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Section 2.9 Regions

Regions allow you to consider the 3D regions above/below the 2D region of integration of a double integral or the 3D region of integration of a triple integral.

To add a region to the plot, select the option Region on the Add to graph drop-down menu. You'll see an object dialog appear like the following:

Region object dialog
2D region plot
Figure 2.9.1 Region object dialog
Figure 2.9.2 2D region plot

The 2D region in the \(xy\)-plane over which the region is defined is displayed in the 2D trace plot. See Figure 2.9.2.

This 2D region can be defined using two functions of \(x\) (top and bottom functions) and a range of \(x\)-values as shown above, or you can select \(x = f(y)\) and enter left and right functions of \(y\) and a range of \(y\)-values as shown below.

Region object dialog
2D region plot
Figure 2.9.3 Region object dialog with \(x = f(y)\)
Figure 2.9.4 2D region plot with \(x = f(y)\)

In either mode, you can adjust the number of gridlines in each direction from the default of 25 x 25.

To define the top and bottom surfaces for the region, enter the functions of \(x\) and \(y\) in the corresponding textboxes near the bottom of this dialog.

Now let's plot the default region. If not already set, select the option \(y = f(x)\text{.}\)

Clear Plot button

First clear the plot by clicking the clear plot button.

Then check the checkbox in the upper-left corner of this object to plot the default region. It should look like Figure 2.9.5 shown on the left. In Figure 2.9.6 you can see the default region for the \(x = f(y)\) option. Compare the graphs of the base region in the \(xy\)-planes above with the regions shown here.

Region plot for y = f(x)
Region plot for x = f(y)
Figure 2.9.5 Region plot for \(y = f(x)\)
Figure 2.9.6 Region plot for \(x = f(y)\)

Currently parameters are not yet supported in regions.

Subsection 2.9.1 Show Riemann Prisms

Select the checkbox labeled, Show Riemann Prisms. The region dialog should extend to show more options as shown in Figure 2.9.7 below. Note that if the region is already plotted, the prisms will automatically be added to the plot. Figure 2.9.8 shows the current region with prisms. It is zoomed in once as well, using the Zoom-in button.

Region dialog with prisms
Region plot with prisms
Figure 2.9.7 Region dialog with prisms
Figure 2.9.8 Region plot with prisms

Figure 2.9.9 shows how the bases of the prisms are shown in the 2D plot as well.

2D region with prisms
Figure 2.9.9 2D region with prisms.

The number of prisms in each direction specify the number that would be used for an outer partition. The default partition type is an inner partition that only uses the prisms whose bases are fully contained inside the 2D region.

You can vary the number of prisms to use in each direction using the textboxes or the sliders.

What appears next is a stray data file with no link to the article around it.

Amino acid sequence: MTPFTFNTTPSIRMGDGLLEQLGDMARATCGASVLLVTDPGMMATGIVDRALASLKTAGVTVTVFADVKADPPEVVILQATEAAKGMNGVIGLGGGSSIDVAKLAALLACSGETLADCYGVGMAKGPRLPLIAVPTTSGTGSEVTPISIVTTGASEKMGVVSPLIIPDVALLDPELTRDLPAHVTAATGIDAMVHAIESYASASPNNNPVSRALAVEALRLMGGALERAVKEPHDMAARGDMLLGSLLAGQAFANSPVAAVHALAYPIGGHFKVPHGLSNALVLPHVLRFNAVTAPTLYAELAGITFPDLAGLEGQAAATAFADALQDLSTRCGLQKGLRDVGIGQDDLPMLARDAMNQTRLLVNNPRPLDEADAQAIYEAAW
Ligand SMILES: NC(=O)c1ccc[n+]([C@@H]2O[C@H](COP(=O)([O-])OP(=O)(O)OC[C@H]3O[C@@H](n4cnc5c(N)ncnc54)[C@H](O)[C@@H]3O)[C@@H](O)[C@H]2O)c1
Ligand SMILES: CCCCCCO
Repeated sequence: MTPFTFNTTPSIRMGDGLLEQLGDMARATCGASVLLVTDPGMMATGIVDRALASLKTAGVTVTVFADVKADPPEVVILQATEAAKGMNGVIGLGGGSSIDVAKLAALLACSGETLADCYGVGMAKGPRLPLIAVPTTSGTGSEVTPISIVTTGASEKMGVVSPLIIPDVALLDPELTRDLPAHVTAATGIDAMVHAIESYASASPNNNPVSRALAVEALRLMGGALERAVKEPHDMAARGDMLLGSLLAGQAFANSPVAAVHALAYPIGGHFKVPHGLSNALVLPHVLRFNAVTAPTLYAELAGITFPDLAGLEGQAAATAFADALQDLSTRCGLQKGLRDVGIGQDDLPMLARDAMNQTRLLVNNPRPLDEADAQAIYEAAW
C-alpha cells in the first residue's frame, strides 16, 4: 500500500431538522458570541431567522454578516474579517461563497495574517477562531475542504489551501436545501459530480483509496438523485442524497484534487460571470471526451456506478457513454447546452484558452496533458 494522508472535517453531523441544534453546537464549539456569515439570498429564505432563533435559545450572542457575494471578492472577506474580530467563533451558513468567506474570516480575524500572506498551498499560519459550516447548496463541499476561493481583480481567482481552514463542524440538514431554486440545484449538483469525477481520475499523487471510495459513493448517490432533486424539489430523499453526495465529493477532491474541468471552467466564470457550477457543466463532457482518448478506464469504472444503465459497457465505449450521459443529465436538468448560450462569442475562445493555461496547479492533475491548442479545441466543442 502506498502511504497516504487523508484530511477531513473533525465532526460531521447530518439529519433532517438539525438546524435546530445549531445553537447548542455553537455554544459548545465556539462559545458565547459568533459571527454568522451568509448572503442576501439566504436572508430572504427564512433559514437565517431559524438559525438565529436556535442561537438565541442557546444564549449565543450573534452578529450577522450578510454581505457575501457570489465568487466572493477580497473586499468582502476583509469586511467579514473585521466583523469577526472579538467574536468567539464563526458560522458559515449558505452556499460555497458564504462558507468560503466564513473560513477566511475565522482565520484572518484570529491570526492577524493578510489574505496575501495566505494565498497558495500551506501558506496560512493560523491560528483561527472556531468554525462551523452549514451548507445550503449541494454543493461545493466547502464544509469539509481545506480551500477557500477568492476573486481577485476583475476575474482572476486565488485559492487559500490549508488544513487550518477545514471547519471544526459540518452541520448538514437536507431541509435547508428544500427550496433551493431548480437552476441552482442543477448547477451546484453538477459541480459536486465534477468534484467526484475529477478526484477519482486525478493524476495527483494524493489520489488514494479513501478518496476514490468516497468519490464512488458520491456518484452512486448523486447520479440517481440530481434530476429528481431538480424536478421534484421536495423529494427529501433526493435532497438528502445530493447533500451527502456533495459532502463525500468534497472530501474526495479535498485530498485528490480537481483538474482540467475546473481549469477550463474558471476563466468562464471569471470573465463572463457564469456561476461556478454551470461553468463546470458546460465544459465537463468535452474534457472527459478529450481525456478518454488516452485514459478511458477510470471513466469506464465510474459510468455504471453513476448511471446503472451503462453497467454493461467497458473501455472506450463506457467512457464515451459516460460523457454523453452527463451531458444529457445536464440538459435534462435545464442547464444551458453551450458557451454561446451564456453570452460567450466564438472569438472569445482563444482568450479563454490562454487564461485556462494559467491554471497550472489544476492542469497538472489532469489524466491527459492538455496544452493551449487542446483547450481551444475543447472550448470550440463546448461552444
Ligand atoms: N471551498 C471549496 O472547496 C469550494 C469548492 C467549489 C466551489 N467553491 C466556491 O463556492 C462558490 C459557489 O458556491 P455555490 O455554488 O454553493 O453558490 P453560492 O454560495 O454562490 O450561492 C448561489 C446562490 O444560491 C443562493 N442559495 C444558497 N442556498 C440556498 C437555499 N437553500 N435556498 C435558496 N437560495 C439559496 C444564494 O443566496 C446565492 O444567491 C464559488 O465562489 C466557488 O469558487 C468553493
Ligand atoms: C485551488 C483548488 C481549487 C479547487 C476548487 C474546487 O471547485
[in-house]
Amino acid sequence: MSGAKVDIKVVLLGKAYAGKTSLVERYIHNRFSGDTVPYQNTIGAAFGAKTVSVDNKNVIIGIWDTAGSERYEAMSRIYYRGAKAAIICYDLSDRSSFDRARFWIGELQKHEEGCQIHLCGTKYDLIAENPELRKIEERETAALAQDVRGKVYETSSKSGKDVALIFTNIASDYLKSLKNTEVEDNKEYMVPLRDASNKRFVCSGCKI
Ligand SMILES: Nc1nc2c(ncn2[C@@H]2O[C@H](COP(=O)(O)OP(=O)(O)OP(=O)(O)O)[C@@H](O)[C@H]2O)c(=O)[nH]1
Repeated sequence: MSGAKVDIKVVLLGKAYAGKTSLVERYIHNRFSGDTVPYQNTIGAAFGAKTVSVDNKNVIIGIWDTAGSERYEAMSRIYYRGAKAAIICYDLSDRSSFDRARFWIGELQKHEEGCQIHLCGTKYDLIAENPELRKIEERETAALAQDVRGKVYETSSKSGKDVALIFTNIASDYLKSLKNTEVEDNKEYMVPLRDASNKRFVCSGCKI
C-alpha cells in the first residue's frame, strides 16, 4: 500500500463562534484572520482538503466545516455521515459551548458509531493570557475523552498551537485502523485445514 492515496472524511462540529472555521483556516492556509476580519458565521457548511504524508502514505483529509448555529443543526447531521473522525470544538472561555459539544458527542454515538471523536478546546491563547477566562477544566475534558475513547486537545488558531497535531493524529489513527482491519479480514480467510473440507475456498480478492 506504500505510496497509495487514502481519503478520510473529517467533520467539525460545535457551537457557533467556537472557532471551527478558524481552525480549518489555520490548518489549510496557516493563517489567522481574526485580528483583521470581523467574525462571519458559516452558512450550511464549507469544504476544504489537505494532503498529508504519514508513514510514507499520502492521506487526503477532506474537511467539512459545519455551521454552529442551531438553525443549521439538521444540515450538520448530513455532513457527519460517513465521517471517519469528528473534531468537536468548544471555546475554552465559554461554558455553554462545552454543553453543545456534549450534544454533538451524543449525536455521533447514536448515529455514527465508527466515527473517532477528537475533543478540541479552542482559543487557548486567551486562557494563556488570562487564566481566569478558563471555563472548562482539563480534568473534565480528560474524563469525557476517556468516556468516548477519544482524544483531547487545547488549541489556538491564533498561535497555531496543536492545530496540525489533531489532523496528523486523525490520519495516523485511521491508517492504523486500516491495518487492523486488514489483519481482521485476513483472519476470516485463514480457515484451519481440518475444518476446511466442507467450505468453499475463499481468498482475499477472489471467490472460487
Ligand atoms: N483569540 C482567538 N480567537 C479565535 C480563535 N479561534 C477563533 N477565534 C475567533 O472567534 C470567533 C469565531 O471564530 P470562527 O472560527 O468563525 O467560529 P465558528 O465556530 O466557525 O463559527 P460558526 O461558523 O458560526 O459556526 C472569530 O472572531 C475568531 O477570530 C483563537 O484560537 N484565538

Partition type can be either Inner Partion (the default) or Outer Partition.

Height by specifies the point in the base of each prism that is to be used to determine the height of the prism on the surface. Options are: Midpoint, Upper-left, Upper-right, Lower-left, Lower-right.

Select Show points used for heights to see these points shown in the \(xy\)-plane and the points on the surfaces above/below shown as well.

Experiment with these options and see what each produces in the plot.

Subsection 2.9.2 Polar Regions

In addition to regions that use rectangular coordinates, CalcPlot3D also allows you to create regions in polar coordinates to help visualize double integrals in polar coordinates.

To switch to plot a polar region, click the sideways oriented button labeled, rect. It should change to read polar and the dialog and traceplane should change to appear as in Figure 2.9.10 and Figure 2.9.11.

Polar region dialog
2D polar base region
Figure 2.9.10 Polar region dialog
Figure 2.9.11 2D polar base region

By default, the polar region is bounded by inside and outside functions of the form, \(r = f(\theta)\text{,}\) and a range of values for \(\theta\text{.}\) To use \(\theta\) in your functions, you can either type theta or you can click on the θ button while you are editing the inside or outside functions.

Below you can see this region plotted in the 3D plot.

3D polar region plot
Figure 2.9.12 3D polar region plot

You can change the boundaries to be functions of the form, \(\theta = f(r)\) and specify a range for the values of \(r\text{.}\) Below you can see how the region dialog changes and the corresponding 2D base region in the \(xy\)-plane and 3D region plot.

Polar region dialog
2D polar base region
Figure 2.9.13 Polar region dialog with boundaries of the form \(\theta = f(r)\)
Figure 2.9.14 2D polar base region
3D polar region plot
Figure 2.9.15 3D polar region plot

Play with these options and see what you get.

Subsection 2.9.3 Polar Prisms

Just as we could plot the Riemann prisms above for regions in rectangular coordinates, we can plot the polar prisms that are relevant here. As above, just select the option to Show Riemann Prisms. The dialog will extend as before giving you the same options. See Figure 2.9.16. The only difference is that the bases of the prisms are not rectangles in the normal sense. They are “polar rectangles” instead. See the bases of the prisms in Figure 2.9.17.

Polar region dialog
2D polar region with prisms
Figure 2.9.16 Polar region dialog with polar prism options visible
Figure 2.9.17 2D polar region with prisms.

The 3D polar region with polar prisms is shown below.

3D polar region plot with polar prisms
Figure 2.9.18 3D polar region plot with polar prisms